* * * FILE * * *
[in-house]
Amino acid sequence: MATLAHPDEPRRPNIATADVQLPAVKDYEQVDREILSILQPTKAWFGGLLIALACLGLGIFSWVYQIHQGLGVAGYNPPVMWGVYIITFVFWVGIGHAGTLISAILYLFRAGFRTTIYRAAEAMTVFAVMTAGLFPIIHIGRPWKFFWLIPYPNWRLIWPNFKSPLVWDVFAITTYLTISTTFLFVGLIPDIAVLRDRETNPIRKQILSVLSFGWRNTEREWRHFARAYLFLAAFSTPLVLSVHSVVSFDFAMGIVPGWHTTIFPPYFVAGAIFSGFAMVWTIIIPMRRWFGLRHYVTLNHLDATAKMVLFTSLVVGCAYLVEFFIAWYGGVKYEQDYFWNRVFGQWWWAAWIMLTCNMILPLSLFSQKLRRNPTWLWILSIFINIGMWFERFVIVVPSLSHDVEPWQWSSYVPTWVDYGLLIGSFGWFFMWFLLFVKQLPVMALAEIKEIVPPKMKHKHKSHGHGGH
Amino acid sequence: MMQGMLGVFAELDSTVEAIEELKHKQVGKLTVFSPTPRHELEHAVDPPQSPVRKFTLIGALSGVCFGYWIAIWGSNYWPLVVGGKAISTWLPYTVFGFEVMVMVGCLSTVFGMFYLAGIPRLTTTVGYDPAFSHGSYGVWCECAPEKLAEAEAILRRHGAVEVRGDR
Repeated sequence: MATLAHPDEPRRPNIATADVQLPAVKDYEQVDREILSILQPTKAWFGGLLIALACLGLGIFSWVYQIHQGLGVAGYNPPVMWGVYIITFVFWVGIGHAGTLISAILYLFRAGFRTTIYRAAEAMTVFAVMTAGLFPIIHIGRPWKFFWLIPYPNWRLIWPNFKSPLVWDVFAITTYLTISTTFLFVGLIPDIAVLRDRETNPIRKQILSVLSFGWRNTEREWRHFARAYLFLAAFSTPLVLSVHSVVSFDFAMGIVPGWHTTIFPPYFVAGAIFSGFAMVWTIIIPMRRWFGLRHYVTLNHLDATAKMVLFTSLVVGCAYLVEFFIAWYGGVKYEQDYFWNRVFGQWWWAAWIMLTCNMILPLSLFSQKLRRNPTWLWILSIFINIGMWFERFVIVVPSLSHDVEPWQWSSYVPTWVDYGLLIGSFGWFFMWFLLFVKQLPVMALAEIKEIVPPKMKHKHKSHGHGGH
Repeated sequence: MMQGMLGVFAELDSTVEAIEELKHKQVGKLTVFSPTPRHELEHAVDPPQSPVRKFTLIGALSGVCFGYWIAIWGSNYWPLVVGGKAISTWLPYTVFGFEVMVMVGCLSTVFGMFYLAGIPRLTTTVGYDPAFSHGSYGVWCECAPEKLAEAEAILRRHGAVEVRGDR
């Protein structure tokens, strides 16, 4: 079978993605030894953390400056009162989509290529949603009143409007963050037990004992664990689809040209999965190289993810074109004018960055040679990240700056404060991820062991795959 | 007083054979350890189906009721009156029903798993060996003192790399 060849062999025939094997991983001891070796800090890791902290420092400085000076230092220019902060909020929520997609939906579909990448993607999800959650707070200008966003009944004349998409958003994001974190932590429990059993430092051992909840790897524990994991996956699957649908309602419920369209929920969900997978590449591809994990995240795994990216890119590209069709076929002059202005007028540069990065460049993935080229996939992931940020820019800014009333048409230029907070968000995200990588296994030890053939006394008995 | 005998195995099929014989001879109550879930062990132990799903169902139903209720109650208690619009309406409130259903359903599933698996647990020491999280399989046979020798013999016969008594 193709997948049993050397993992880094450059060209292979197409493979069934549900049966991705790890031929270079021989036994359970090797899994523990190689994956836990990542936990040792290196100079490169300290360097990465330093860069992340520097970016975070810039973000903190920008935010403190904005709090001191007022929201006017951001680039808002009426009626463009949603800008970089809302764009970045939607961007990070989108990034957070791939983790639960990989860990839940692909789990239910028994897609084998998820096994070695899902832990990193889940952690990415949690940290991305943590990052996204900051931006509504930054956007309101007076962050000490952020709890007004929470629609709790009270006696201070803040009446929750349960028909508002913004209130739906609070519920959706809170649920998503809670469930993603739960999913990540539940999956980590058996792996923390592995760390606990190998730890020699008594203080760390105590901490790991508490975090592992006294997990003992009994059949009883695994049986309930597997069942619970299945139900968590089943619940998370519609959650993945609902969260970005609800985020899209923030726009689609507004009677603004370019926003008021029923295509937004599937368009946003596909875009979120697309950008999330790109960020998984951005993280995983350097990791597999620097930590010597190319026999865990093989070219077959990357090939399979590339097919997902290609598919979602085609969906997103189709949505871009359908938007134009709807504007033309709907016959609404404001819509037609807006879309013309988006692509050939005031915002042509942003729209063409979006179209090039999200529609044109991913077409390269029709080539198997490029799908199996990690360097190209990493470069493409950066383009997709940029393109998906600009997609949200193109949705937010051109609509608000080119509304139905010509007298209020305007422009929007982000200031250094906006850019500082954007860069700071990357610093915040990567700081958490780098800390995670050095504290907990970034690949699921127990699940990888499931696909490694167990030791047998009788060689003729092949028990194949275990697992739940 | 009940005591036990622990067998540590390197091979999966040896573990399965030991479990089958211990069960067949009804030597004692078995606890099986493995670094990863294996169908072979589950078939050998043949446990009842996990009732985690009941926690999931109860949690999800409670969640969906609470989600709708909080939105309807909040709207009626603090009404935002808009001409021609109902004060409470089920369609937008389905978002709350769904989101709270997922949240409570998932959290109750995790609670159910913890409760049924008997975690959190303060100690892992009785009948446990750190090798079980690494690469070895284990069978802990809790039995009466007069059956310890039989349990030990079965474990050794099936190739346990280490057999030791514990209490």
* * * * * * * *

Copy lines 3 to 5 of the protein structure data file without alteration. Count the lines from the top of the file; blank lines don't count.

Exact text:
Amino acid sequence: MMQGMLGVFAELDSTVEAIEELKHKQVGKLTVFSPTPRHELEHAVDPPQSPVRKFTLIGALSGVCFGYWIAIWGSNYWPLVVGGKAISTWLPYTVFGFEVMVMVGCLSTVFGMFYLAGIPRLTTTVGYDPAFSHGSYGVWCECAPEKLAEAEAILRRHGAVEVRGDR
Repeated sequence: MATLAHPDEPRRPNIATADVQLPAVKDYEQVDREILSILQPTKAWFGGLLIALACLGLGIFSWVYQIHQGLGVAGYNPPVMWGVYIITFVFWVGIGHAGTLISAILYLFRAGFRTTIYRAAEAMTVFAVMTAGLFPIIHIGRPWKFFWLIPYPNWRLIWPNFKSPLVWDVFAITTYLTISTTFLFVGLIPDIAVLRDRETNPIRKQILSVLSFGWRNTEREWRHFARAYLFLAAFSTPLVLSVHSVVSFDFAMGIVPGWHTTIFPPYFVAGAIFSGFAMVWTIIIPMRRWFGLRHYVTLNHLDATAKMVLFTSLVVGCAYLVEFFIAWYGGVKYEQDYFWNRVFGQWWWAAWIMLTCNMILPLSLFSQKLRRNPTWLWILSIFINIGMWFERFVIVVPSLSHDVEPWQWSSYVPTWVDYGLLIGSFGWFFMWFLLFVKQLPVMALAEIKEIVPPKMKHKHKSHGHGGH
Repeated sequence: MMQGMLGVFAELDSTVEAIEELKHKQVGKLTVFSPTPRHELEHAVDPPQSPVRKFTLIGALSGVCFGYWIAIWGSNYWPLVVGGKAISTWLPYTVFGFEVMVMVGCLSTVFGMFYLAGIPRLTTTVGYDPAFSHGSYGVWCECAPEKLAEAEAILRRHGAVEVRGDR